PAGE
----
In his Paris Review interview, undertaken by an obviously frustrated (if enthralled) Terry Southern, Green said that he found criticism of his work to be “invariably useless and uninteresting.” Bad luck for me, then. But perhaps not, since he then goes on to list three variants, which seem to approach use and interest. This apparently minor comment can, I think, be taken as an indication of Green’s orientation to both art and life: rigid distinctions are set up and solidified for the exact purpose of seeing and often embracing what can get past them. It’s a strange, almost paradoxical outlook, which indicates a complex inner life that is reflected by the more obvious split between business and literature, but which escapes that simple dichotomy, maybe even transcends it.
But this does not, for Green, diminish the importance of those distinctions, even should they be arbitrary or unjust. To the contrary. By portraying in Charley Summers a character who desperately tries and fails to maintain his role in society, Back also reveals, perhaps ironically, the dangers of trying to do the opposite. In the world so depicted, the overwhelming forces of history—war, the passing of cultures—as well as mere human folly and malice, will destroy any veneer of respectability, all pretense to an established public presence. But if you were to try to unburden yourself of propriety, either preemptively or in the embrace of the inevitable, like Charley does when he decides to love Nancy, you discover that the world continues to bear the mark of what has been tossed away. You pull back the mask to find the features beneath are exactly the same, as if molded by the facade you were so sure was inauthentic. Whether because conventional life was so strong for so long, or because those conventions, stultifying as they may be, arise out of some perennial human trait, you now find yourself trapped.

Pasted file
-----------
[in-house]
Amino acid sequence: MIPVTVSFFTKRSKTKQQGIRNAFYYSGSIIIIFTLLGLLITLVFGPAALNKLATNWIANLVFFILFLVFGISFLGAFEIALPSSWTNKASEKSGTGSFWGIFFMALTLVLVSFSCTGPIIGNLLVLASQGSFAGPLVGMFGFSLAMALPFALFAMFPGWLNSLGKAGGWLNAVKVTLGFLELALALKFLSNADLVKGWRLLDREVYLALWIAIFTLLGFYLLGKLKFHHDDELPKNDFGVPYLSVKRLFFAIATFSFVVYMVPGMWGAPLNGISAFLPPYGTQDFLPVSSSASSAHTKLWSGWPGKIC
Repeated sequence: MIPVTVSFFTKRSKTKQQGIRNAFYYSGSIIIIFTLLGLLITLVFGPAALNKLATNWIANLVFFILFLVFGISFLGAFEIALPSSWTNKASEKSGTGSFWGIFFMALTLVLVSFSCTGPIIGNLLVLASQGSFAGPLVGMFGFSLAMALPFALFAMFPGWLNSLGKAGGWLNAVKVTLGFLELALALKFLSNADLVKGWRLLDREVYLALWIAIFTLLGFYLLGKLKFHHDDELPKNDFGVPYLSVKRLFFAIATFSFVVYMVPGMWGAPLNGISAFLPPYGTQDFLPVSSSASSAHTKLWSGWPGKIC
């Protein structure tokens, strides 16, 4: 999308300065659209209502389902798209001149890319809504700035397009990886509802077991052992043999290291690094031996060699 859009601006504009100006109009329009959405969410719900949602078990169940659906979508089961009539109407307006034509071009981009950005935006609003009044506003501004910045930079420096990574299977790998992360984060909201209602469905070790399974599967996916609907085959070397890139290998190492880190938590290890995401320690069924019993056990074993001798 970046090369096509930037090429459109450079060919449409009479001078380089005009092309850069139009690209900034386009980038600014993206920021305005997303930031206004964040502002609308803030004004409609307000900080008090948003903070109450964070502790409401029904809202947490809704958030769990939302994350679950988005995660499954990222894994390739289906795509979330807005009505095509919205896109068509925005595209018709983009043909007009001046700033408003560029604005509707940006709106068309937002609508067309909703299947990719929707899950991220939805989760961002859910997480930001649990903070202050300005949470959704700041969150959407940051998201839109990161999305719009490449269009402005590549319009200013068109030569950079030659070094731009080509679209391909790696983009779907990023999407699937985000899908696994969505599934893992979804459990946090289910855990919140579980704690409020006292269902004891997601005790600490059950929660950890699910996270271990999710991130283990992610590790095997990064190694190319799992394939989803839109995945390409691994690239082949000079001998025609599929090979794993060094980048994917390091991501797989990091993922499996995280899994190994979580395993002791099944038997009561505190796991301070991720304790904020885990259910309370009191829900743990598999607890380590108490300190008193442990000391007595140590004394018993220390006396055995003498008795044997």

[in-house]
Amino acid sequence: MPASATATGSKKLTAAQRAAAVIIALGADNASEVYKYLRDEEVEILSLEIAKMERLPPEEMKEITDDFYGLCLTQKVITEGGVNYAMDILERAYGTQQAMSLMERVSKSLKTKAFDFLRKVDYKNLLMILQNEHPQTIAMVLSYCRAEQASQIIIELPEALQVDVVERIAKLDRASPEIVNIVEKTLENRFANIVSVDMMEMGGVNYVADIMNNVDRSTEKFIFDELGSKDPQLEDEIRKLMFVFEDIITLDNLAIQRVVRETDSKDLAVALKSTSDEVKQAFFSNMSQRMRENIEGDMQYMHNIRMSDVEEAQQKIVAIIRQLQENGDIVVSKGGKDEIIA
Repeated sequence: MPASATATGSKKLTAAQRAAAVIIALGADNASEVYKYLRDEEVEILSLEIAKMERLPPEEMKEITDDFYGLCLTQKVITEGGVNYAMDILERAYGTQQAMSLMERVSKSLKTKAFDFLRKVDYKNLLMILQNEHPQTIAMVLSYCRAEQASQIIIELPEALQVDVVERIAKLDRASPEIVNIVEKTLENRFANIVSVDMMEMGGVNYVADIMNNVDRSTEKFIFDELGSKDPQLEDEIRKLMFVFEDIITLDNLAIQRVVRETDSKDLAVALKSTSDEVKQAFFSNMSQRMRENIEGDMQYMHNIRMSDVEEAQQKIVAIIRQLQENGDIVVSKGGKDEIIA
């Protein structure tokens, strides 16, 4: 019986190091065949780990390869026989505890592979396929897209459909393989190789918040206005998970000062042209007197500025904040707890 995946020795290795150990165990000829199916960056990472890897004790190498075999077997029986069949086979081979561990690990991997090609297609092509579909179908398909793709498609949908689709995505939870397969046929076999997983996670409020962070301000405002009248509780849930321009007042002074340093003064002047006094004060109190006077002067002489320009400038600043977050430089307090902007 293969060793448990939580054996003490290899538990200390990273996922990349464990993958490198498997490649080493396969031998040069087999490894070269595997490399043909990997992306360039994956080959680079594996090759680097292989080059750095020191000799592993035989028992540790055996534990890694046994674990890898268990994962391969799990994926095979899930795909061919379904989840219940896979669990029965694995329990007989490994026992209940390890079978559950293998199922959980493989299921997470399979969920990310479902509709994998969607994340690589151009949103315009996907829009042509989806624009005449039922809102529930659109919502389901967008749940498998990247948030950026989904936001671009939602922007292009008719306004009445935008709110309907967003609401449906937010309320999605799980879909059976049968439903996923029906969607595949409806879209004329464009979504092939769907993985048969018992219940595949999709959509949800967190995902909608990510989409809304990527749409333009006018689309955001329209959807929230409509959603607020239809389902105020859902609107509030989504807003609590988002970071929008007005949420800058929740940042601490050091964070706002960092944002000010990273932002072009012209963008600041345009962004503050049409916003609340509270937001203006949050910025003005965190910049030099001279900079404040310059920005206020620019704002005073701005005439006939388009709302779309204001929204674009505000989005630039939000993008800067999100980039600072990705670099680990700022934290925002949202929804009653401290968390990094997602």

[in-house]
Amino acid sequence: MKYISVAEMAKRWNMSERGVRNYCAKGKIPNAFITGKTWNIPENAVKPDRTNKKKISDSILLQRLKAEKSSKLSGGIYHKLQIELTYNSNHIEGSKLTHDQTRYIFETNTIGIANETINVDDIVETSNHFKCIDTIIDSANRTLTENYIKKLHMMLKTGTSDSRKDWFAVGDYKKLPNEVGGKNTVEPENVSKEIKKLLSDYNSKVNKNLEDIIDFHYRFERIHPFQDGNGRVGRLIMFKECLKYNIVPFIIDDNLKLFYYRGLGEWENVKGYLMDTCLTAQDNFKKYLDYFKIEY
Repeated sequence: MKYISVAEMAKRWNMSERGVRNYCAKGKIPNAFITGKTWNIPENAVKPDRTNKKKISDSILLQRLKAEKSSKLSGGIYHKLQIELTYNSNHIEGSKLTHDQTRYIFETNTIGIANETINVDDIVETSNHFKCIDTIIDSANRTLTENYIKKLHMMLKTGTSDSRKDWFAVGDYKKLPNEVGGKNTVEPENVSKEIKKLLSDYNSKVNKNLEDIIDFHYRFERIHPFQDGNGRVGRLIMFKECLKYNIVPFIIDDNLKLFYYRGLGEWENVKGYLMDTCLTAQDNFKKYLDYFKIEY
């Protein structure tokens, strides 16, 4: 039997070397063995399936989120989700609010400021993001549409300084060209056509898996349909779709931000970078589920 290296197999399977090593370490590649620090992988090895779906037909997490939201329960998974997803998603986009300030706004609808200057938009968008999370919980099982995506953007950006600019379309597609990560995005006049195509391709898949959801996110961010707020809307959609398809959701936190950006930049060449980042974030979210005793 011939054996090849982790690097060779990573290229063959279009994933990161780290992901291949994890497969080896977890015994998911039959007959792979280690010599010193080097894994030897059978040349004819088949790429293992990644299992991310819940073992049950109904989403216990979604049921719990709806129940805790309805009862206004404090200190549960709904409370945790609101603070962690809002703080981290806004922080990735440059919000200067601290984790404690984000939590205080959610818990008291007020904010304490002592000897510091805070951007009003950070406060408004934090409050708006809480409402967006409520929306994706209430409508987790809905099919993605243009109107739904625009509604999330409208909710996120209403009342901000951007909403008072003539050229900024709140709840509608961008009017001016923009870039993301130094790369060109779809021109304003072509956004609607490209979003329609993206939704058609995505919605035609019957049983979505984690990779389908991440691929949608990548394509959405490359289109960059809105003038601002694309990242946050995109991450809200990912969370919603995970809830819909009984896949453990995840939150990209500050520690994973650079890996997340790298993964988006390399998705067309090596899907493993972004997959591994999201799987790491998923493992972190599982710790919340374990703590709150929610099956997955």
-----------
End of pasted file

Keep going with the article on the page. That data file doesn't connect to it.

Charley Summers cannot live without the mask—in his case the mask of Rose, which he imagines Nancy to wear—but neither can he forget that it is a mask, and so, when she finally embraces him completely, he collapses into tears, broken by profound disappointment. Nancy, the illegitimate daughter who so often wears masks for the sake of broken men, is similarly trapped, even when her surroundings so often scorn her. That she expects nothing else of Charley is a credit to her vision, but not her freedom. Knowledge, in Green’s world, is no blessing.
And yet, Green himself seemed to know something. By walling himself off with his pen name and his reclusiveness, Green reflected in his life the same alchemical procedure we see in his books. He never, it seems, strayed from the life of the practical industrialist, except for the occasional meeting with a literary type and, much more importantly, the hour or two each night, during which the world faded away and, by pencil, he formed new ones. Perhaps this accounts for the dreamlike quality of his books. They are, like dreams, often obscure, occasionally frustrating, even frightening. And if they don’t contain truth about the world as it is, then they recast the world in their image, and you emerge from them altered.
Jack Hanson is a doctoral student in Religious Studies at Yale University and the author of the poetry chapbook Monica Moody and Other Poems (Pen & Anvil, 2017). His poetry, essays, and reviews appear or are forthcoming in Berfrois, Full Stop, Kenyon Review Online, The New Criterion, PN Review, Salamander, The Scofield, The Quarterly Conversation, and elsewhere.